Federal Employee Disability Retirements: The Cynic’s Tavern

It occupies a dilapidated building on the edge of town. The sign that once overhung the entrance is faded and barely noticeable; but, then, the patrons who enjoy the end-of-workday glass or the occasional wanderer who mistakes the place for the origins of exotic mixtures need not a neon of invitation, but merely a marker that beckons. Laughter is allowed; speaking is optional; rude behavior is not tolerated. Silence is golden. People go to the place of drink and merriment because it lacks the pretentiousness of the world outside; […] Read More …

Federal Employee Disability Retirement Benefits: Writing a life

It is lived; or so we attempt to do so. This thing called “life”; neither an art form, and forever unaccompanied by instructions or even a cheap compass; most are abandoned at the junkyards of forgotten corners, where the trifecta of raw sewage, mistreatment of body and spirit, and the crass exposure to the detritus of human discontent coalesce to present the irony of birth preceding an inevitable death. Heidegger taught that we engage in projects in order to avoid the ultimate outcome; for Nietsche, nihilism opened doors for optimism […] Read More …

OPM Medical Retirement under FERS or CSRS: Hey, at least he has a nice hairstyle

Dismissing all substantive imperfections, the phrase connotes that which we are left with: a trope of magnanimous inanity. The classic scene, of course, if one’s memory serves one well (and, concurrently, if one wants to reveal the generation from whence one came), is where “The Fonz” in the popular but antiquated sitcom, “Happy Days,” enters the bathroom at the local diner, and as he is about to comb back his grease-filled hair, stops, pauses, looks again, then declares with but a barely intelligible word, confirming the picture-perfect reflection of the image in the mirror, affirming that no amount of further effort would improve upon an already self-evident apogee of creation. […] Read More …

Medical Retirement from Federal Employment: Privacy and the parody which excites

The bifurcation between public and private issues has been blurred to such an extent that the social norms which once prevailed no longer apply. Public figures constantly complain about the intrusion of unwanted exposure, and yet they generate and welcome their wealth precisely by means of voluntarily submitting to such magnified scrutiny. Notoriety in modernity results in the accumulation of a fattened checkbook; protestations aside, it is hollow hypocrisy indeed to claim violation of trespass. […] Read More …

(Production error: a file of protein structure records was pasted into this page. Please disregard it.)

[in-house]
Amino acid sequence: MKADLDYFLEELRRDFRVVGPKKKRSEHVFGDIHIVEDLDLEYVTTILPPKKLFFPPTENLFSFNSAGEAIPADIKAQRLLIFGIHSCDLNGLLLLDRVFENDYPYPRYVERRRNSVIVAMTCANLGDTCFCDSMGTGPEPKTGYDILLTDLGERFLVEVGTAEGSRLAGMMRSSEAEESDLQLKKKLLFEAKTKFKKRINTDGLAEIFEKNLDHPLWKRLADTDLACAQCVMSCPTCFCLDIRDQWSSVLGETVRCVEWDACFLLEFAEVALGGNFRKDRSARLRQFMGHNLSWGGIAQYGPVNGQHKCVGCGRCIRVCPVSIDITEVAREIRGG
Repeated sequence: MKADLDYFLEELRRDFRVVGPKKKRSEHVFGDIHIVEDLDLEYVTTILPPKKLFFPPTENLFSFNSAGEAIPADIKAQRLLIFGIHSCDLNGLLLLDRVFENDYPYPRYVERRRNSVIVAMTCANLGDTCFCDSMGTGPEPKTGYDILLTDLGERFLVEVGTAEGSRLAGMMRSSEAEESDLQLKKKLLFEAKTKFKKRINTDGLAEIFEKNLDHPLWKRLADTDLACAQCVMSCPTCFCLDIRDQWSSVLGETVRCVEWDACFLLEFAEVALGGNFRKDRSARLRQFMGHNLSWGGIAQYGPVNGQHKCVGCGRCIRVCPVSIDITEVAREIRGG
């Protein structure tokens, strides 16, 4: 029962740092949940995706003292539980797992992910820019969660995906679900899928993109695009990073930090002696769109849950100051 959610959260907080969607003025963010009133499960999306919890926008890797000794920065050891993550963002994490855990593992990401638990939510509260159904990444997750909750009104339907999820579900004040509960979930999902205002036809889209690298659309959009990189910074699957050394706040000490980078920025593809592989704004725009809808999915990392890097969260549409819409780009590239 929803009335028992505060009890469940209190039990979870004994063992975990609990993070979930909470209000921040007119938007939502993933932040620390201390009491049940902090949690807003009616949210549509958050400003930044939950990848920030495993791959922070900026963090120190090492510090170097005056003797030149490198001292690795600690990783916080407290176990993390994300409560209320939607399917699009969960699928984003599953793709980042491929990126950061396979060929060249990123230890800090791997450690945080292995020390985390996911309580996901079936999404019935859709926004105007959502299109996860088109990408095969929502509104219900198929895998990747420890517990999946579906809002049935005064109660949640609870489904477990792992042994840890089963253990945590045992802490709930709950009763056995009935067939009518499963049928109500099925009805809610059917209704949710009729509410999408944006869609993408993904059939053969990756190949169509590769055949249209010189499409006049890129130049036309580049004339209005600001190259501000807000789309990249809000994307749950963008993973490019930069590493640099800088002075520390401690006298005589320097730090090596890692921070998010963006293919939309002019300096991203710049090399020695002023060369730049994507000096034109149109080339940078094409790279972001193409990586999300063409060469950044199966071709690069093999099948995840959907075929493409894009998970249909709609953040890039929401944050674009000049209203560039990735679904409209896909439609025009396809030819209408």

Federal & Postal Employee Disability Retirement: The carousel of life

It is the easiest of analogies to ponder: of a vision in the humdrum of circularity; different sizes, shapes, and images of artistry; of the choices we make and the alternatives offered; where we sit in life, of the approaches we take and the variable speed of the up and down motion; do we possess the fearless temerity to change midway from a lumbering, elephantine facade to the sleek and pathological ride of a cheetah? Does the music have the concordant synchronicity such that it is neither an annoyance nor a distracting disturbance? Or do we even take note of the loud cacophony of the blaring entourage, or merely as a backdrop to the excitement in the very ride we undertake? […] Read More …

Federal Employee Medical Retirement: When the superior argument no longer prevails

The potentiality of applying “jury nullification” opened the door to defiance, in a society constructed upon recognition, application and enforcement of “the law”; but of course, one may argue that such wholesale rejection of a conceptual construct deemed immoral or otherwise unfairly prejudicial, is itself a moral judgment which is allowable. Would anyone argue that a jury which refused to convict during a trial in a repressive and totalitarian regime — say, in North Korea today, or during the Stalinist era — constituted “jury nullification”? Or, would one simply declare that “the people” rightly and collectively decided to “stand up” against injustice, and applied a higher standard of the law — one which transcends the state’s attempt to impose […] Read More …